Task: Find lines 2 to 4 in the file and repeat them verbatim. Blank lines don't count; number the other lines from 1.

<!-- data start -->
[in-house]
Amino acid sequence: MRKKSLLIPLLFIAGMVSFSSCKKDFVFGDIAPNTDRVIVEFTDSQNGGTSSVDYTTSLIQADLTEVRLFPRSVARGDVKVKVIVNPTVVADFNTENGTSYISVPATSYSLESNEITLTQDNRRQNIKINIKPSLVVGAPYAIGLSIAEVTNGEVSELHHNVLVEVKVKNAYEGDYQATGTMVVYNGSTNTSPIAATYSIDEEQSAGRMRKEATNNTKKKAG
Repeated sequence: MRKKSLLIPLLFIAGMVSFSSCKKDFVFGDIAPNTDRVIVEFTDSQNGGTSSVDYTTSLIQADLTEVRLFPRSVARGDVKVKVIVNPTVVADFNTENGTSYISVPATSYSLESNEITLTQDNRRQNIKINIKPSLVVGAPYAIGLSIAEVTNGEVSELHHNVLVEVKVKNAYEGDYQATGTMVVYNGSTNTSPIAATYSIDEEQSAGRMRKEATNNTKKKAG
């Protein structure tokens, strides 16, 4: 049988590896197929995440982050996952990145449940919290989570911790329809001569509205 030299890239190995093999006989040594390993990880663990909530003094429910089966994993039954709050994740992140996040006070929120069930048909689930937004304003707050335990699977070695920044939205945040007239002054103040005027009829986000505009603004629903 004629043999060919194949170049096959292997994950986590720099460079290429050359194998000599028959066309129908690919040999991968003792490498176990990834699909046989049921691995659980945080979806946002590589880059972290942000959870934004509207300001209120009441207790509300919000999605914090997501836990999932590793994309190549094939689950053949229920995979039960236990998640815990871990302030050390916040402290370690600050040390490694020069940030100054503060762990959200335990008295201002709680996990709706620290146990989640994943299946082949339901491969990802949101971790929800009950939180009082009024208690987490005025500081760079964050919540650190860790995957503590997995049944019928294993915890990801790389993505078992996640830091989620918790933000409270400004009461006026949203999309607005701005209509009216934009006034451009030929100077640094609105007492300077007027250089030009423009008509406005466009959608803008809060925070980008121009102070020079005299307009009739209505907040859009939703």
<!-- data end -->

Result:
Amino acid sequence: MRKKSLLIPLLFIAGMVSFSSCKKDFVFGDIAPNTDRVIVEFTDSQNGGTSSVDYTTSLIQADLTEVRLFPRSVARGDVKVKVIVNPTVVADFNTENGTSYISVPATSYSLESNEITLTQDNRRQNIKINIKPSLVVGAPYAIGLSIAEVTNGEVSELHHNVLVEVKVKNAYEGDYQATGTMVVYNGSTNTSPIAATYSIDEEQSAGRMRKEATNNTKKKAG
Repeated sequence: MRKKSLLIPLLFIAGMVSFSSCKKDFVFGDIAPNTDRVIVEFTDSQNGGTSSVDYTTSLIQADLTEVRLFPRSVARGDVKVKVIVNPTVVADFNTENGTSYISVPATSYSLESNEITLTQDNRRQNIKINIKPSLVVGAPYAIGLSIAEVTNGEVSELHHNVLVEVKVKNAYEGDYQATGTMVVYNGSTNTSPIAATYSIDEEQSAGRMRKEATNNTKKKAG
């Protein structure tokens, strides 16, 4: 049988590896197929995440982050996952990145449940919290989570911790329809001569509205 030299890239190995093999006989040594390993990880663990909530003094429910089966994993039954709050994740992140996040006070929120069930048909689930937004304003707050335990699977070695920044939205945040007239002054103040005027009829986000505009603004629903 004629043999060919194949170049096959292997994950986590720099460079290429050359194998000599028959066309129908690919040999991968003792490498176990990834699909046989049921691995659980945080979806946002590589880059972290942000959870934004509207300001209120009441207790509300919000999605914090997501836990999932590793994309190549094939689950053949229920995979039960236990998640815990871990302030050390916040402290370690600050040390490694020069940030100054503060762990959200335990008295201002709680996990709706620290146990989640994943299946082949339901491969990802949101971790929800009950939180009082009024208690987490005025500081760079964050919540650190860790995957503590997995049944019928294993915890990801790389993505078992996640830091989620918790933000409270400004009461006026949203999309607005701005209509009216934009006034451009030929100077640094609105007492300077007027250089030009423009008509406005466009959608803008809060925070980008121009102070020079005299307009009739209505907040859009939703």